- For most upgrades following ramping and slotting, we use the 5 degree Antique Acoustics or Stewart MacDonald pins - the Antique Acoustics where a precise match to a specific pin style is needed on a vintage or faux-vintage instrument, and Stewart MacDonald's plastic, wood, or bone pins for everything else. For their plastic pin offerings, Stewart MacDonald and Antique Acoustics use machined hard plastic construction - Stewart MacDonald uses Galalith, a vintage-style non-petroleum plastic material made with milk protein & formaldehyde, while Antique Acoustic uses one or more hard plastic formulations. Both are uniform enough in machining so that any Stewart MacDonald pin (with the exception of the low-end MightyMite thermoplastic and oversized pins) may be exchanged for any other, and the Antique Acoustics pins seldom require further fitting within the same style and period.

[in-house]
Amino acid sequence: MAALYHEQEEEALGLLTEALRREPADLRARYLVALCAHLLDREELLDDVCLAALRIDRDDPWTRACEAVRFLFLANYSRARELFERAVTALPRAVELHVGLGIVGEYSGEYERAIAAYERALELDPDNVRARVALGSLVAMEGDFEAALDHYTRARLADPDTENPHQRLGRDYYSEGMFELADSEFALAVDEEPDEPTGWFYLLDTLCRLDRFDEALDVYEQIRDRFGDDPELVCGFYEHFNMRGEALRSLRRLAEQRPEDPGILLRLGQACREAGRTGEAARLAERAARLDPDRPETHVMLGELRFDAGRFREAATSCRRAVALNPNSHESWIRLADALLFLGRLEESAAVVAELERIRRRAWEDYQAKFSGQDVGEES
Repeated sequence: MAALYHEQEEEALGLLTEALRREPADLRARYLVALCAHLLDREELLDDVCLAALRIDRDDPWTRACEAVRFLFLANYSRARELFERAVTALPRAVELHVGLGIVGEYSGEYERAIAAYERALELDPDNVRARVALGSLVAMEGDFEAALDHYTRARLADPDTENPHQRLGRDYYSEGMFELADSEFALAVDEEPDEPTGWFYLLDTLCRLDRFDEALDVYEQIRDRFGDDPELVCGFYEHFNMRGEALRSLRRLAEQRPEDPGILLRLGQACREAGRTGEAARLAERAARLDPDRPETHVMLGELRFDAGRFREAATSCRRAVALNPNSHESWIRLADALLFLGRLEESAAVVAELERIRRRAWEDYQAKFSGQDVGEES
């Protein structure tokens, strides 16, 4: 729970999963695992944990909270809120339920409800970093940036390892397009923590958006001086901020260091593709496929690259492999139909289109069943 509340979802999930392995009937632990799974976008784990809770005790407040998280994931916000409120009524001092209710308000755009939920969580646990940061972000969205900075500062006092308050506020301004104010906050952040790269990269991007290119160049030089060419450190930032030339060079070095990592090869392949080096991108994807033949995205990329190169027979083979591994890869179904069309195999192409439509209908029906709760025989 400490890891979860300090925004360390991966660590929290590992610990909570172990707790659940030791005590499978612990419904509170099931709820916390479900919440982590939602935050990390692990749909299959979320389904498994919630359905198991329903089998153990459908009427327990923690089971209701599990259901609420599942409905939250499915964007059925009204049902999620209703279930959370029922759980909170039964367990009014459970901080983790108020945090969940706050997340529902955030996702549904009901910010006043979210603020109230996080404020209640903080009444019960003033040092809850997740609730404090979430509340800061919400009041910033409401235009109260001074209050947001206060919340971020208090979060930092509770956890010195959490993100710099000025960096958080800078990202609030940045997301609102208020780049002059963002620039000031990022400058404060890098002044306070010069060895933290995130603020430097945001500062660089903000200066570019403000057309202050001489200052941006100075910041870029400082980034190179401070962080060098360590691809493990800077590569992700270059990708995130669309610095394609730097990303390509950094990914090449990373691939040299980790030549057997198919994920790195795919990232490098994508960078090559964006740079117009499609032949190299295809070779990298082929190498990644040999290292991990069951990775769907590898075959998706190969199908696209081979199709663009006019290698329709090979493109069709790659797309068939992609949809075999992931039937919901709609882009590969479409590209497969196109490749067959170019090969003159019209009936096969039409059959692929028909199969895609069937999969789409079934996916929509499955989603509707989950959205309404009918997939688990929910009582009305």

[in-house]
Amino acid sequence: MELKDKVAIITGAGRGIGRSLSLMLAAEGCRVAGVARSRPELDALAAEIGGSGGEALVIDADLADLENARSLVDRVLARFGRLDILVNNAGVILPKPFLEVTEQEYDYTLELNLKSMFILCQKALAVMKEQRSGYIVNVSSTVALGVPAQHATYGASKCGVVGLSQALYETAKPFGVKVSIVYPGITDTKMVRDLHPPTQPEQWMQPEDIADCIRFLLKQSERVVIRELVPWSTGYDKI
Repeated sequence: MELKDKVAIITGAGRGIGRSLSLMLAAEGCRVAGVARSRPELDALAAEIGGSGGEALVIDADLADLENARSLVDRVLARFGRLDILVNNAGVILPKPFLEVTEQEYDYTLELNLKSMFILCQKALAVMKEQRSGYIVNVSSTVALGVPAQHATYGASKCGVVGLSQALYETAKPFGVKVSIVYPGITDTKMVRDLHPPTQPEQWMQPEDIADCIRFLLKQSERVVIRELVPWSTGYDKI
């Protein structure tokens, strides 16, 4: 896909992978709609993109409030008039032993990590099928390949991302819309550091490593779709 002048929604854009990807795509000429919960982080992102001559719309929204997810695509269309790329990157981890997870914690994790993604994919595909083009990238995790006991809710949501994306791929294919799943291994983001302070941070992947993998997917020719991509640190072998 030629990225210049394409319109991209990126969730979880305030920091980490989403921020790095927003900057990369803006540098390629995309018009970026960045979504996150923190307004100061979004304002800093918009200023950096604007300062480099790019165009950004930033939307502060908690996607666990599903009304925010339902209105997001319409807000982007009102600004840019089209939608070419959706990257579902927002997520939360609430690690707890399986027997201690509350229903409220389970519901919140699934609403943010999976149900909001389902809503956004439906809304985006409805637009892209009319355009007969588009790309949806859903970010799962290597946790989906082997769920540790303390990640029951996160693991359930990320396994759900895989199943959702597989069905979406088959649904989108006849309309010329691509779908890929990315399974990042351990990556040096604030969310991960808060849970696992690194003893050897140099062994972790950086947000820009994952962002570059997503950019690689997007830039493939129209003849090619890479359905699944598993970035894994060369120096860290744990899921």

- Like others here, we strongly prefer unslotted pins, and usually fit new unslotted pins and ramp and slot as part of the initial set-up on most instruments. The belief in the shop - backed up by both trigonometry and observation - is that the primary difference between 3 degree and 5 degree taper is withdrawal force, rather than pin side-loading as suggested earlier in the thread. For the small angles of taper seen in practical bridge pins, withdrawal force is inversely proportional to the taper, which is to say that a three degree pin will generate greater resistance to withdrawal than a five degree pin, assuming all other things are equal (materials, fitted length, insertion force, etc.). Because the resistance to withdrawal is primarily generated at the top of the pin hole, a little additional insertion pressure evens the force required. Properly fitted pins require just fingertip pressure to remove, so well below any load which would contribute to splitting loads.